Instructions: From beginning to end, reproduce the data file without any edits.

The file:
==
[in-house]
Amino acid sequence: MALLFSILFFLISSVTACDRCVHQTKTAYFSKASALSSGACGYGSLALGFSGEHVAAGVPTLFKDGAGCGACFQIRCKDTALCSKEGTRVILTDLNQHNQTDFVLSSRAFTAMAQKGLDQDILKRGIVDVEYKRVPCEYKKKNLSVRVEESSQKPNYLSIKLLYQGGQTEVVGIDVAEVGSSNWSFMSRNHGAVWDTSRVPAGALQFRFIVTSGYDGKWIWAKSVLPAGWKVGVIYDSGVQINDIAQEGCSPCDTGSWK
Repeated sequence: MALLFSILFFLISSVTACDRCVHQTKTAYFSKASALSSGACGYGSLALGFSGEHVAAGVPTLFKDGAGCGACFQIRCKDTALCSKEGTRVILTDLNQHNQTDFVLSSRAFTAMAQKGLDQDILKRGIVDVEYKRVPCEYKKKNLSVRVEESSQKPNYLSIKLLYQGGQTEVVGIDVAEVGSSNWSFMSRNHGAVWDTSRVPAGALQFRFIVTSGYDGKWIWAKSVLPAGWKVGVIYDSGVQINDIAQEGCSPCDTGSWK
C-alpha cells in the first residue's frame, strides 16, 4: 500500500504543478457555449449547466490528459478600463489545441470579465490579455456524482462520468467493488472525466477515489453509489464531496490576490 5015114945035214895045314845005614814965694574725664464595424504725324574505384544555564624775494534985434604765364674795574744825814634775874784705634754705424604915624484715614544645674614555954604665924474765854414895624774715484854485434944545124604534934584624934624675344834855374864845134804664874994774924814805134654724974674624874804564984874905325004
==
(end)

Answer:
[in-house]
Amino acid sequence: MALLFSILFFLISSVTACDRCVHQTKTAYFSKASALSSGACGYGSLALGFSGEHVAAGVPTLFKDGAGCGACFQIRCKDTALCSKEGTRVILTDLNQHNQTDFVLSSRAFTAMAQKGLDQDILKRGIVDVEYKRVPCEYKKKNLSVRVEESSQKPNYLSIKLLYQGGQTEVVGIDVAEVGSSNWSFMSRNHGAVWDTSRVPAGALQFRFIVTSGYDGKWIWAKSVLPAGWKVGVIYDSGVQINDIAQEGCSPCDTGSWK
Repeated sequence: MALLFSILFFLISSVTACDRCVHQTKTAYFSKASALSSGACGYGSLALGFSGEHVAAGVPTLFKDGAGCGACFQIRCKDTALCSKEGTRVILTDLNQHNQTDFVLSSRAFTAMAQKGLDQDILKRGIVDVEYKRVPCEYKKKNLSVRVEESSQKPNYLSIKLLYQGGQTEVVGIDVAEVGSSNWSFMSRNHGAVWDTSRVPAGALQFRFIVTSGYDGKWIWAKSVLPAGWKVGVIYDSGVQINDIAQEGCSPCDTGSWK
C-alpha cells in the first residue's frame, strides 16, 4: 500500500504543478457555449449547466490528459478600463489545441470579465490579455456524482462520468467493488472525466477515489453509489464531496490576490 5015114945035214895045314845005614814965694574725664464595424504725324574505384544555564624775494534985434604765364674795574744825814634775874784705634754705424604915624484715614544645674614555954604665924474765854414895624774715484854485434944545124604534934584624934624675344834855374864845134804664874994774924814805134654724974674624874804564984874905325004